GOM Helicopter Ops 2000-2019: Single Engine Usage Plummets But Fatal Accident Rate Resistant
The Helicopter Safety Advisory Conference (HSAC) has been publishing data on the Gulf of Mexico (‘GOM’) offshore helicopter fleet and its safety since 1995. We have previously looked at their 2019 data, dated 28 May 2020 and released in mid-December 2020.
What is noticeable over the 20 years from 2000 to 2019 is the 63% decline in all GOM helicopter usage. But in particular there has been a big fall in single engine helicopter usage between 2000 and 2019:
- Single engine usage dropped 70 % (vs 43% for twins)
- There has been a fall in single engine helicopter usage in 17 of the 20 years between 2000 and 2019 (vs 10 of 20 for twins)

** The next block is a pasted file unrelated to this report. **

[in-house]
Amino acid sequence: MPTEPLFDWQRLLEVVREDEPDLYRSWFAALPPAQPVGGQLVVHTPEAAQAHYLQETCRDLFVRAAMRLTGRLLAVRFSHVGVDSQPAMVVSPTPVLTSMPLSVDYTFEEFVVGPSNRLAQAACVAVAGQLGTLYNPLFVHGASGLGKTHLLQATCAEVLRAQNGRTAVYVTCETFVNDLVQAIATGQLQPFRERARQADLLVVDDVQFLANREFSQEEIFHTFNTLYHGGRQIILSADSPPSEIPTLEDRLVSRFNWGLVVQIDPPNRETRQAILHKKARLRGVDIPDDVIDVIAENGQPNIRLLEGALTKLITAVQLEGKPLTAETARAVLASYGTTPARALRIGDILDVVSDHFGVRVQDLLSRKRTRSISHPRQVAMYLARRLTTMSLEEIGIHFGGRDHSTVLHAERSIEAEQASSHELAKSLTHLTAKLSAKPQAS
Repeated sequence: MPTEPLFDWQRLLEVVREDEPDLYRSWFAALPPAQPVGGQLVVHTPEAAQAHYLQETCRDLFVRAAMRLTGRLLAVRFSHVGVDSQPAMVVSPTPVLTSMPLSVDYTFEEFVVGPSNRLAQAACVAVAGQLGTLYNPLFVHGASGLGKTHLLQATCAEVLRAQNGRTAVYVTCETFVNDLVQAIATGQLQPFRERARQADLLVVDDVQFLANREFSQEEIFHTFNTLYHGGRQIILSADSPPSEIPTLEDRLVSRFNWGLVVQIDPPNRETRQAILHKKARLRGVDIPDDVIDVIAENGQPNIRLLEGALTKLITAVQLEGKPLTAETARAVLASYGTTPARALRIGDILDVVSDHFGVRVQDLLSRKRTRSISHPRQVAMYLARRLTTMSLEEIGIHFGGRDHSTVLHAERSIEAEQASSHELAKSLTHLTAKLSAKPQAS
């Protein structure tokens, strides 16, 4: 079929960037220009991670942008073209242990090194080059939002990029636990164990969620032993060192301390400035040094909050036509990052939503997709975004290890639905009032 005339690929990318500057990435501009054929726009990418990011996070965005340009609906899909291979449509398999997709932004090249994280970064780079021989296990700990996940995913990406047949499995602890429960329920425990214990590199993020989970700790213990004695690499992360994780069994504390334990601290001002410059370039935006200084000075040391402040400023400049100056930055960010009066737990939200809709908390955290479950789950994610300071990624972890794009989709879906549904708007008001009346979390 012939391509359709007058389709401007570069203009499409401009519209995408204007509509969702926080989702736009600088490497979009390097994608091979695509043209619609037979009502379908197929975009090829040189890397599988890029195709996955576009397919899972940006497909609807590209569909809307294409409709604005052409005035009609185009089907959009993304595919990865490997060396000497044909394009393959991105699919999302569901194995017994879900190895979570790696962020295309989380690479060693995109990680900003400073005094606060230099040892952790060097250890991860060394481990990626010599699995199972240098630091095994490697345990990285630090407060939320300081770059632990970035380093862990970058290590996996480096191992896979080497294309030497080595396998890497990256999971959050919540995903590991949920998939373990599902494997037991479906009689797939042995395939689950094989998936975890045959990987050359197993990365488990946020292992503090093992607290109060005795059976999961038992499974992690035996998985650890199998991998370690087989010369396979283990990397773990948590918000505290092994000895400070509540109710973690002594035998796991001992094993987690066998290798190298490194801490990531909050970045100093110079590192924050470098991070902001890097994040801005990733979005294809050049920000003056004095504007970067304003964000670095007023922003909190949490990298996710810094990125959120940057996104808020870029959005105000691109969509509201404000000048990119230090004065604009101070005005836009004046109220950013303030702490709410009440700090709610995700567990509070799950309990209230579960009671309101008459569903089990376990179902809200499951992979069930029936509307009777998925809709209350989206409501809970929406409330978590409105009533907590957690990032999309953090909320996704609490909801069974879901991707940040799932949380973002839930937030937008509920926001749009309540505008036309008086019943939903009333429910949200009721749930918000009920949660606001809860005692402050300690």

- The single engine helicopter fleet size has dropped 63% too (compared to just 32% for twins).
So what has happened to the accident rate over 20 years? One might have expected that the increasing proportion of twin engine helicopters, more multi pilot operations, the availability of ADS-B coverage, the fewer older, less well-equipped and poorer performing helicopters (like the B206, S-76A etc) and other improvements would have a big effect.
Well indeed the 5-year rolling average has decreased from 1.56 per 100k flying hours in 2000 to 0.94 per 100k flying hours in 2019, a 40% improvement.
However, the fatal accident rate only decreased from 0.46 per 100k flying hours in 2000 to 0.42 per 100k flying hours in 2019, a mere 9% improvement.
Not surprisingly, in 2020 due to the pandemic, there was a reduction in flying across all categories of helicopter, but it was a good year from a safety perspective.
UPDATE 30 October 2021: RLC B407 Reverses into Sister Ship at GOM Heliport